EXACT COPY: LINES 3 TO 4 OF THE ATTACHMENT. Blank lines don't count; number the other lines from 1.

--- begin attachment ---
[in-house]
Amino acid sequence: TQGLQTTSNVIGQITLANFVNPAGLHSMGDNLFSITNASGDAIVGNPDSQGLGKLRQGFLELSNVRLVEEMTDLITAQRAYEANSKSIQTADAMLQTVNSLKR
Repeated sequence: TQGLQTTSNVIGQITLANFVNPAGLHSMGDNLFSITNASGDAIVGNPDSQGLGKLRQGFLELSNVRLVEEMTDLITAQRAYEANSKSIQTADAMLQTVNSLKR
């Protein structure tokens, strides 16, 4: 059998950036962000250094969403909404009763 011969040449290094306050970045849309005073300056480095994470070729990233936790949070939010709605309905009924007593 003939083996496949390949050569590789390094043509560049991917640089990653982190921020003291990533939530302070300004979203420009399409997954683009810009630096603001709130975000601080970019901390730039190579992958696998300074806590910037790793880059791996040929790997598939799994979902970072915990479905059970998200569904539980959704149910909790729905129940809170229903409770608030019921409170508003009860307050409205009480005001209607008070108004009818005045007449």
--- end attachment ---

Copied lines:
Repeated sequence: TQGLQTTSNVIGQITLANFVNPAGLHSMGDNLFSITNASGDAIVGNPDSQGLGKLRQGFLELSNVRLVEEMTDLITAQRAYEANSKSIQTADAMLQTVNSLKR
């Protein structure tokens, strides 16, 4: 059998950036962000250094969403909404009763 011969040449290094306050970045849309005073300056480095994470070729990233936790949070939010709605309905009924007593 003939083996496949390949050569590789390094043509560049991917640089990653982190921020003291990533939530302070300004979203420009399409997954683009810009630096603001709130975000601080970019901390730039190579992958696998300074806590910037790793880059791996040929790997598939799994979902970072915990479905059970998200569904539980959704149910909790729905129940809170229903409770608030019921409170508003009860307050409205009480005001209607008070108004009818005045007449």